Enough years have passed that I can discuss just how hard this era was for us. I had started working full time for the first time since before she was born, and she was freshly diagnosed with Oppositional Defiant Disorder (ODD). Her school had urged me to get her evaluated at a counseling center because she was getting sent to the principal’s office several times a week. I released the center’s findings to the school, and they banned her from the end-of-year zoo field trip because of her diagnosis. There is no point in window dressing this episode: this damned-if-you-do/damned if you don’t scenario sucked, most of all for my daughter.
So we made a special trip to the zoo on the following weekend, which went well except for the royal tantrum at the snack bar. We had begun play therapy at the counseling center. While she actually liked her therapist, she needed a lot of persuasion to walk into the building to see him. Once she decided to take off running from the center rather than go inside. This was not a good thing for two reasons: the center was situated in a crime-ridden part of our city, and I weighed around 250 pounds at the time. Once I caught up to her, I could not get her back to the center without carrying her. By the time we reached the building, my heart felt like it was going to explode from all of the exertion, and I wished that the ground would open and swallow me whole.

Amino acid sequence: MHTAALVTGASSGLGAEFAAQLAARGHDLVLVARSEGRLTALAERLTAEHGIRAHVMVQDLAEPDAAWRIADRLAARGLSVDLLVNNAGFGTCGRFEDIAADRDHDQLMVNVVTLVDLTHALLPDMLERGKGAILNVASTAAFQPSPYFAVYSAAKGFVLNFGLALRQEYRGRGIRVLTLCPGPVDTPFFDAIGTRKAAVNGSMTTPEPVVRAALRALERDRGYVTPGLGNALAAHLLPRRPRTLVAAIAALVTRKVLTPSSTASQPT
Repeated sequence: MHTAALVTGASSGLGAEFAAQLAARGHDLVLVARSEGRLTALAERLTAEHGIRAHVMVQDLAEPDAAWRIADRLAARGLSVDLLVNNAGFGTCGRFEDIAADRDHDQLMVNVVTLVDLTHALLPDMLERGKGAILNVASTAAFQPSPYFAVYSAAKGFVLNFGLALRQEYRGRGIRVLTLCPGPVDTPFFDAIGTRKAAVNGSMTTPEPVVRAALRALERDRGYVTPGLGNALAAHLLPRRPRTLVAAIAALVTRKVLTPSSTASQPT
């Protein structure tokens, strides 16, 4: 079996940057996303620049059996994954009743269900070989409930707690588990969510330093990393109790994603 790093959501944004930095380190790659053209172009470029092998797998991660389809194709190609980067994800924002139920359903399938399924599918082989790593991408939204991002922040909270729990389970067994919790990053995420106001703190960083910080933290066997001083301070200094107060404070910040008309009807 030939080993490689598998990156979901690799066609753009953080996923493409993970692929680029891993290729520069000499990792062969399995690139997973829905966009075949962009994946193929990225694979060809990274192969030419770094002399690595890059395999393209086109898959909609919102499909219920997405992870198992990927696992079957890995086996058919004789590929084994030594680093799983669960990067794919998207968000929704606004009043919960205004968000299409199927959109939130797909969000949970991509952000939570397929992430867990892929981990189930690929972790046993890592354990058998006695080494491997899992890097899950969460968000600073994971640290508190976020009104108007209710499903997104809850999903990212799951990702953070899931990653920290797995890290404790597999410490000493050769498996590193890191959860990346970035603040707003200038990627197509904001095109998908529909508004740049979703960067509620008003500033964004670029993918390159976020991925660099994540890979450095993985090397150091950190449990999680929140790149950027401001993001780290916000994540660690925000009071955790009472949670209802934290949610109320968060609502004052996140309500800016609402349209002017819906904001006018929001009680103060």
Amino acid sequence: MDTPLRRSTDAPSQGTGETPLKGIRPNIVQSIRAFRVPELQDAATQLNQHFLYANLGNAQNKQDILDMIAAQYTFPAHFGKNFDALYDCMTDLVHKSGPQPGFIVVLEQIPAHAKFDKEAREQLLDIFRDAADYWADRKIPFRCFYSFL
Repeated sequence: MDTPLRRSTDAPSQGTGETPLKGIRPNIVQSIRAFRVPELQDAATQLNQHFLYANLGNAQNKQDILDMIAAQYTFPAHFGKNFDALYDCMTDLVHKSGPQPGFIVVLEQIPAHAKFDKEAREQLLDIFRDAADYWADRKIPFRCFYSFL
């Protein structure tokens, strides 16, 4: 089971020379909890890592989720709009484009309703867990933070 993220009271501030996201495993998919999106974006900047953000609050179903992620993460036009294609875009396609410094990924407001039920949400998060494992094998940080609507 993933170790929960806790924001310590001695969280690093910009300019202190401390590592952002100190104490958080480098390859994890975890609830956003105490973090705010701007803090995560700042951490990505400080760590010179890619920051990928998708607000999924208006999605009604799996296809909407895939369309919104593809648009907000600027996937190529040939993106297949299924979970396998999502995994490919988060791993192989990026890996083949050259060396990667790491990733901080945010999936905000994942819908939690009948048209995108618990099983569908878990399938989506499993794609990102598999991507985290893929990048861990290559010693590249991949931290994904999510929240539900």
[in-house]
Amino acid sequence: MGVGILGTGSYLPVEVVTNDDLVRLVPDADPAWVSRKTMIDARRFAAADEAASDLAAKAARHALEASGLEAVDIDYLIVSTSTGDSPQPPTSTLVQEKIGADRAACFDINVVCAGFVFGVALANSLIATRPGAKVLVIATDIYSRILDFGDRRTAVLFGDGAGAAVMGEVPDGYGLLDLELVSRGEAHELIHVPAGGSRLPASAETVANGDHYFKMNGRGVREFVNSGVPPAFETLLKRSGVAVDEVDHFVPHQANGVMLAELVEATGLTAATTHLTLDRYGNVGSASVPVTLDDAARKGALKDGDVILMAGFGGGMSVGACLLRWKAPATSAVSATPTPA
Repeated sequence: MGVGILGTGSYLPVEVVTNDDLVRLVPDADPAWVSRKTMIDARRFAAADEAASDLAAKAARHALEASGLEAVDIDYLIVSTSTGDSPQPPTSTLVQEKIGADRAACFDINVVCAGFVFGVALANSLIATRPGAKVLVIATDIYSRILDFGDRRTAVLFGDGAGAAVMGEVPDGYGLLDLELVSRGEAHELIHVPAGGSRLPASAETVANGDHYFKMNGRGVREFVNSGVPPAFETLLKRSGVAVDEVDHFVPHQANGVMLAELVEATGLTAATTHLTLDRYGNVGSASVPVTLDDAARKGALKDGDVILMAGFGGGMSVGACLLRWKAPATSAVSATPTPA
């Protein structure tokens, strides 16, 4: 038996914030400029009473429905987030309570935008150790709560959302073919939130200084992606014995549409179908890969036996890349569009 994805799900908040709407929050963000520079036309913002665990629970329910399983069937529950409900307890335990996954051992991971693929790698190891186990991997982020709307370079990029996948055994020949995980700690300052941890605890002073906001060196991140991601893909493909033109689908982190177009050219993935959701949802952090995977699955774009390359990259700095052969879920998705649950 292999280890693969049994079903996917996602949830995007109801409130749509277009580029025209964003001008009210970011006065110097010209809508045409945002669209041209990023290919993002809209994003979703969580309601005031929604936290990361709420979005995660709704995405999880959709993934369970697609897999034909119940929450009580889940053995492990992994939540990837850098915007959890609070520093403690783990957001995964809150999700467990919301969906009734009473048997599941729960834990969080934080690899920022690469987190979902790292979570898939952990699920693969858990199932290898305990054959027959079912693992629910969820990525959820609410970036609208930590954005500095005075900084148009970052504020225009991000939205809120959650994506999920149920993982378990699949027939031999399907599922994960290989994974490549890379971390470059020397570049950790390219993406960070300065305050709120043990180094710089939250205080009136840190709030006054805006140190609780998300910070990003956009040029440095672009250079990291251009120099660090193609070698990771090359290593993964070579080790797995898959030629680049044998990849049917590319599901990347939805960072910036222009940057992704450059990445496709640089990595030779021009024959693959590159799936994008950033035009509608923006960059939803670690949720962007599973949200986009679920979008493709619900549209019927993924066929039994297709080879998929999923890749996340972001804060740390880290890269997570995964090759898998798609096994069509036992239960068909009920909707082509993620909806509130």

In the intervening years, I lost the excess weight, and my daughter mellowed out. She was diagnosed with autism last year, and the diagnosing psychologist looked at her history and mentioned that ODD was likely a misdiagnosis along the way.
Looking at this picture shows me that we both survived and had many bright moments along the way, even if we labored in darkness for so long.